Currently I am working on a 2-volume edited book with Dr. Devon G. Peña (University of Washington and the Acequia Insitute) to be published by the University of Arizona Press with the title:  Voces de Agua y Tierra.

Extramural Grants

The Ford Foundation supported my work to document services for Bi-national Students (i.e., immigrant students), 2003-2006, $150,000.  In this project I collaborated with a group of grassroots education advocate from Mexico and the U.S. IME-BECAS, 2014-2015 $43,000 (in collaboration with Fernanda Karp).  Juntos Podemos/IME Becas, 2015-2016 $40,000 with $40,000 match from the SJSU President's Scholarship Fund.  The SJ Mexican Consulate has awarded us $16,000 for scholarships for the 2016-2017 academic year.  CLFSA graciously pledged 15,000 as we received no campus match this year.  2017-2018 Parents Alliance, $4,400 for student scholarships.  2018-The SJ Mexican Consulate has awarded us $16,000 for scholarships for the 2018 Calendar year. 2019- The SJ Mexican Consulate is  for the Mexican Government's IME Becas Program a $10,000 grant for scholarships administered through the CLFSA.  We are the only university in the San José Consulate region to receive this grant in 2019!

Teaching History

Before coming to SJSU I taught at both gradaute and undergraduate courses at UCLA (1988), Arizona State University (1988-1990)*, UC Berkeley (1990-1998)*, and Holy Names College (1999-2000).  I was a visiting professor at York University (2003) in Toronto, Canada. (*these were tenure-track appointments).

My SJSU history--accomplishments and contributions to my department, COSS, and the University.

I joined the faculty of the Mexican American Studies Department at San José State University in 2000 while there was still a College of Social Work.  I designed and teach the core graduate seminars in Theory (CCS 210) and Methodology (CCS 275); and undergraduate courses in  Gender and Sexuality (MAS 160), Human Immigration (MAS 175), Political Economy (MAS 120),  Leadership and Advocacy (MAS 196E), and Race & Ethnicity in Public Space (MAS 30).  

 I regularly contribute to the department curriculum offerings for the undergraduate program by developing MAS 11 (which is now MAS 30 a GE Area D1 course), MAS 175, MAS 196 (an experimental class on leadership and advocacy).  For the Gradaute Program I developed MAS 210 - the core Theory Graduate course for our department, and revamped the MAS 275 Research Methods Course.  I  successfully retained GE status for MAS 160 in Area S.  

In 2014-15 I led the work for the proposal for the major and I developed the MAS 001-Introduction to Chicana and Chicano Studies which is the introduction for our BA major. I assisted in the development of MAS 2 (Library Skills), MAS 151 (Spanish for Spanish Speakers) and MAS 152 (Theory) 007-Floklorico, and the 147-Mexican Music .  I led the work on the Program Self-Study for Program Planning in 2014 and did the preliminary work for the Department Major. I represented the department at the Undergraduate Studies Committee meetings fielding questions on our proposal.  I assisted with language for revisions requested by both the UGS and Curriculum & Research Committees.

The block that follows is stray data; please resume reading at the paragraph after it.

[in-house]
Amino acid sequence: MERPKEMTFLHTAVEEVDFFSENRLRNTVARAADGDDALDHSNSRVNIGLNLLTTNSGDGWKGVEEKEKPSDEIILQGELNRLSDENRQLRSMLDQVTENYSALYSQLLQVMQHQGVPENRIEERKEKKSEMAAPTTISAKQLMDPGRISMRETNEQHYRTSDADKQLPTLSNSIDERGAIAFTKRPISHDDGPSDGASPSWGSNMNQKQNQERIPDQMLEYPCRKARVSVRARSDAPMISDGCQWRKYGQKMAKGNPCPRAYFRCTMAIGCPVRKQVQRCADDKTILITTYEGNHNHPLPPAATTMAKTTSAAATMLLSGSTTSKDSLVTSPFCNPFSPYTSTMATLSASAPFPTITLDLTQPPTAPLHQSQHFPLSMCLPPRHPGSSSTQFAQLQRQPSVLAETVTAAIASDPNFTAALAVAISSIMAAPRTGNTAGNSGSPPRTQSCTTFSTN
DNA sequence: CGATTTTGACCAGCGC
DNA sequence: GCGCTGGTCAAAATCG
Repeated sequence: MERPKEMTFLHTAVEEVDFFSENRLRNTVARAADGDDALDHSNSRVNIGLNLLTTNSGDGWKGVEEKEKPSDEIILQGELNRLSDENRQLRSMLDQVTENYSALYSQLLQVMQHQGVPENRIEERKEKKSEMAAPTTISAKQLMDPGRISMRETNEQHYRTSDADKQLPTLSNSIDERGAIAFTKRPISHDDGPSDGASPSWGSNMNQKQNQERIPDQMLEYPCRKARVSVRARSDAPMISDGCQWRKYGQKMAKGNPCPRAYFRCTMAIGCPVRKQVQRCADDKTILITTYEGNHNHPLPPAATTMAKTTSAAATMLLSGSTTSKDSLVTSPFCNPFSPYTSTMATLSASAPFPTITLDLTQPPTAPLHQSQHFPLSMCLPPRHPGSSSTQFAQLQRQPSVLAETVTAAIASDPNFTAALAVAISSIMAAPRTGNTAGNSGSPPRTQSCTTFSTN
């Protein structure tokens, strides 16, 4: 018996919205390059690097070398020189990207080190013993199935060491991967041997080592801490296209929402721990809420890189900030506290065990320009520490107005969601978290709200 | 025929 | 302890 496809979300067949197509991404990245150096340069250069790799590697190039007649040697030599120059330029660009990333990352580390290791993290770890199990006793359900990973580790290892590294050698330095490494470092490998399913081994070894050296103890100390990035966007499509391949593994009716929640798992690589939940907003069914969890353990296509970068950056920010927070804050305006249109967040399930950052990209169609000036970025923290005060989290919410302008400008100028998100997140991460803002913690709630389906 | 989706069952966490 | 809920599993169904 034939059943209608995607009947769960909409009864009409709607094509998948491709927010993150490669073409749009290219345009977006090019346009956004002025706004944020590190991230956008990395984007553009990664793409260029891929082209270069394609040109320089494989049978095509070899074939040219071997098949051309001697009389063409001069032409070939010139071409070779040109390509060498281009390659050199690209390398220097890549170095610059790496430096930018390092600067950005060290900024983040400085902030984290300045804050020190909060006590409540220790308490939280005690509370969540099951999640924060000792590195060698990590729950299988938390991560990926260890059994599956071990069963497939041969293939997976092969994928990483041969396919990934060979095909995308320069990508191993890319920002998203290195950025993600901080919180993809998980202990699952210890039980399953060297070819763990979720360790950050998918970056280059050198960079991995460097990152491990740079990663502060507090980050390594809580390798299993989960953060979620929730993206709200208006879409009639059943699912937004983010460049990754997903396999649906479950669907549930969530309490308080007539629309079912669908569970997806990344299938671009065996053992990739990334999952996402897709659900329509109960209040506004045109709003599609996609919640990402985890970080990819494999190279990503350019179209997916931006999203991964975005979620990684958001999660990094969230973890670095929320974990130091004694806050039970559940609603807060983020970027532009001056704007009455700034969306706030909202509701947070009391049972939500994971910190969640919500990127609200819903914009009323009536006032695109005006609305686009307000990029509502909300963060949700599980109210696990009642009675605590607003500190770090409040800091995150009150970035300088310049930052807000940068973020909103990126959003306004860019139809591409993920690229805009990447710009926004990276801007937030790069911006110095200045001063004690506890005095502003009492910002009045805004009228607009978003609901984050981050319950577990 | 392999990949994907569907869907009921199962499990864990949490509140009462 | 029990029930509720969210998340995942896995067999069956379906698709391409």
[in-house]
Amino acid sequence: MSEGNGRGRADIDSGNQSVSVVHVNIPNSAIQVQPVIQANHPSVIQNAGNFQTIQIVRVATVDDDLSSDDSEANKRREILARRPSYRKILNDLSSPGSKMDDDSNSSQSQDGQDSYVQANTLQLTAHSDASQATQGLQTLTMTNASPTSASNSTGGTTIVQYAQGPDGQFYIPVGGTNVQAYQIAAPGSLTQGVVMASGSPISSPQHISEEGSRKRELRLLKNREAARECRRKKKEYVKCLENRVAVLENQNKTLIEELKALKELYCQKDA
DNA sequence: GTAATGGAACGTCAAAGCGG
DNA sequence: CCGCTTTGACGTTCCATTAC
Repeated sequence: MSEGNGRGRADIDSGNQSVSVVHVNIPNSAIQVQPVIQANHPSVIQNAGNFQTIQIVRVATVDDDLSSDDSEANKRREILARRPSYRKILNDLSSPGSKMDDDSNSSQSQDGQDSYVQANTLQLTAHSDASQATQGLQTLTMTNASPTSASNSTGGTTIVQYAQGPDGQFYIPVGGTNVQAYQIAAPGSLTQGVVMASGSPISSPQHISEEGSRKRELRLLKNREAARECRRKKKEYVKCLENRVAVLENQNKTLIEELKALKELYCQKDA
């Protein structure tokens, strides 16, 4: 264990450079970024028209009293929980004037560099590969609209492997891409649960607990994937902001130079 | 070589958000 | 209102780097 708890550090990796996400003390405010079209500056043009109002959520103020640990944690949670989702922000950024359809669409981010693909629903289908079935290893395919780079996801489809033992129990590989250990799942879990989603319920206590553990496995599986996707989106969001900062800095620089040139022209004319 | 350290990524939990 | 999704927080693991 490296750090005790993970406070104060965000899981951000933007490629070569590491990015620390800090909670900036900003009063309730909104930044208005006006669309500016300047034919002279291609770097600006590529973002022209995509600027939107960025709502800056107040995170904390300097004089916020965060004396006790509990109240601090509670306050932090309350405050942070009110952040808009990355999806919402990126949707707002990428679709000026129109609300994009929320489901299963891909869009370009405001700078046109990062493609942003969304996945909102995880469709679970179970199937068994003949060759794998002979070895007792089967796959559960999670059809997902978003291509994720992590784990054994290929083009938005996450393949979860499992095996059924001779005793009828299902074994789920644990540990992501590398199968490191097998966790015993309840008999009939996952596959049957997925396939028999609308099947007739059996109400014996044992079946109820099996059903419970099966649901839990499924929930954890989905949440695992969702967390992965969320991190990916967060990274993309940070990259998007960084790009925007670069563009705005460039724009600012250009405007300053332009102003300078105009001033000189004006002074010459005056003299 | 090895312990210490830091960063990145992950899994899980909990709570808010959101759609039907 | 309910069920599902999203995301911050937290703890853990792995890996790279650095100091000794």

In 2016 I celebrated my 15th year at SJSU and was referred to as a "Millenial Professor" along with all faculty hired in 2000 at SJSU!  I am keeping that title-because it situates me and it inspires me.

Service - Academic Assignment

I served as Undergraduate Adviser for MAS from 2000-20012. I have served on various university, department and college committees (Research, Curriculum, Program Planning, RTP, etc).  From 2006 to 2013 I organized the department graduation ceremony.

I am a proud and committed senator representing the College of Social Sciences on the SJSU Academic Senate since 2015.  I was a member of the Organization & Development Policy Committee where I became familiar with faculty policy development and shared governance.

I proudly participated the SJSU Commencement at Spartan Stadium as greeter, hooder, and marshall every year since 2001 (my first spring at SJSU), except 2017 when I was on sabbatical. I consider this event the only community event at SJSU which brings us together as a whole community - it is my joy to meet parents and extended family members and to see students who were in my GE classes as Frosh graduate!  This is why I am a professor.

After the move to fragmented college commencements I have served as the college name reader and department announcer. While we were part of the College of Social Work, I attended all College Graduation Ceremonies. I was once a speaker for the December graduation of the department of Sociology invited by the students.  In 2019 I was the keynote speaker for the Chicano Commencement, I have been madrina many times.

Professional Memberships and Elected Leadership Positions

I am a life-time member of  the National Association for Chicana & Chicano Studies (NACCS), the Oral History Association, and the American Sociological Association.

I am a lifetime member of the Chicano/Latino Faculty and Staff Association and have served as it's President (2010-2012), Scholarship Coordinator (2013 to present) and Ex-Oficio President (2012-2013).  With the CLFSA I coordinate the Dr. Ernesto Galarza Scholarship for SJSU continuing student activists for the Chicana/o community and transfer students primarily from SJCC and EVC. 

Since  2014  with support of former University Provost, Andy Feinstein I  worked on the development of our Immigrant Student Resources.

For my service to students I have received release time from the Exceptional Service to Students  since 2015 in support of this work.  

 In 2019 because of my recognition as the Wang Family Excellence Award I was invited to join the Honor Society of Phi Kappa Phi, of which I am a life-time member.